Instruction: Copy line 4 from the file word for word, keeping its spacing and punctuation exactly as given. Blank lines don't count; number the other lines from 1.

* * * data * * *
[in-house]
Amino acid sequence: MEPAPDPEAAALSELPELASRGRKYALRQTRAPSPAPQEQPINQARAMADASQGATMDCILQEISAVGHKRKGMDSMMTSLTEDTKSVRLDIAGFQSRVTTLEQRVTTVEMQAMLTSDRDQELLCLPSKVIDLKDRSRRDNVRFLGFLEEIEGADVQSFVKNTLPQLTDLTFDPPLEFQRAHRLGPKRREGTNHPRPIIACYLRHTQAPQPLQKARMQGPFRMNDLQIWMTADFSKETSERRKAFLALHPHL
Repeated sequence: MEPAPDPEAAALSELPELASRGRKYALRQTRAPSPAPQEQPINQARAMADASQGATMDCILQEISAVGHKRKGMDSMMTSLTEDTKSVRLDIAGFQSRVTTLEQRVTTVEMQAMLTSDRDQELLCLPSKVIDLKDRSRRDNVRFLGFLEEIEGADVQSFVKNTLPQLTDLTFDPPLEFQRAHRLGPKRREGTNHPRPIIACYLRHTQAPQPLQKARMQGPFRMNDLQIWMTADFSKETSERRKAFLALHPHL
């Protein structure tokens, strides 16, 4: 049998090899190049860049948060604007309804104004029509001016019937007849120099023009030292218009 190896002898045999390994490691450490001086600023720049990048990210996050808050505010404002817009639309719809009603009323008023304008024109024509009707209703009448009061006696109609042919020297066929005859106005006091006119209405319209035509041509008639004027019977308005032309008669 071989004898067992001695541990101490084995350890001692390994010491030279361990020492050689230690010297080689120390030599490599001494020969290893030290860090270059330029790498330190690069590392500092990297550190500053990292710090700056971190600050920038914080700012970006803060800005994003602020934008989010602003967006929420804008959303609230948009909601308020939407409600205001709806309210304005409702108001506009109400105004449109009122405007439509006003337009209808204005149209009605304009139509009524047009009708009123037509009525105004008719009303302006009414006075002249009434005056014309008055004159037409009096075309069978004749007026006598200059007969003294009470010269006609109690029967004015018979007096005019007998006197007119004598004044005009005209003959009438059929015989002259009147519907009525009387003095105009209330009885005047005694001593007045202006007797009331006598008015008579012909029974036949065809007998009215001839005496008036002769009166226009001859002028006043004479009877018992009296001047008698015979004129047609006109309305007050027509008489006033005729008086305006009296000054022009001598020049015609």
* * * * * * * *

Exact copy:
């Protein structure tokens, strides 16, 4: 049998090899190049860049948060604007309804104004029509001016019937007849120099023009030292218009 190896002898045999390994490691450490001086600023720049990048990210996050808050505010404002817009639309719809009603009323008023304008024109024509009707209703009448009061006696109609042919020297066929005859106005006091006119209405319209035509041509008639004027019977308005032309008669 071989004898067992001695541990101490084995350890001692390994010491030279361990020492050689230690010297080689120390030599490599001494020969290893030290860090270059330029790498330190690069590392500092990297550190500053990292710090700056971190600050920038914080700012970006803060800005994003602020934008989010602003967006929420804008959303609230948009909601308020939407409600205001709806309210304005409702108001506009109400105004449109009122405007439509006003337009209808204005149209009605304009139509009524047009009708009123037509009525105004008719009303302006009414006075002249009434005056014309008055004159037409009096075309069978004749007026006598200059007969003294009470010269006609109690029967004015018979007096005019007998006197007119004598004044005009005209003959009438059929015989002259009147519907009525009387003095105009209330009885005047005694001593007045202006007797009331006598008015008579012909029974036949065809007998009215001839005496008036002769009166226009001859002028006043004479009877018992009296001047008698015979004129047609006109309305007050027509008489006033005729008086305006009296000054022009001598020049015609």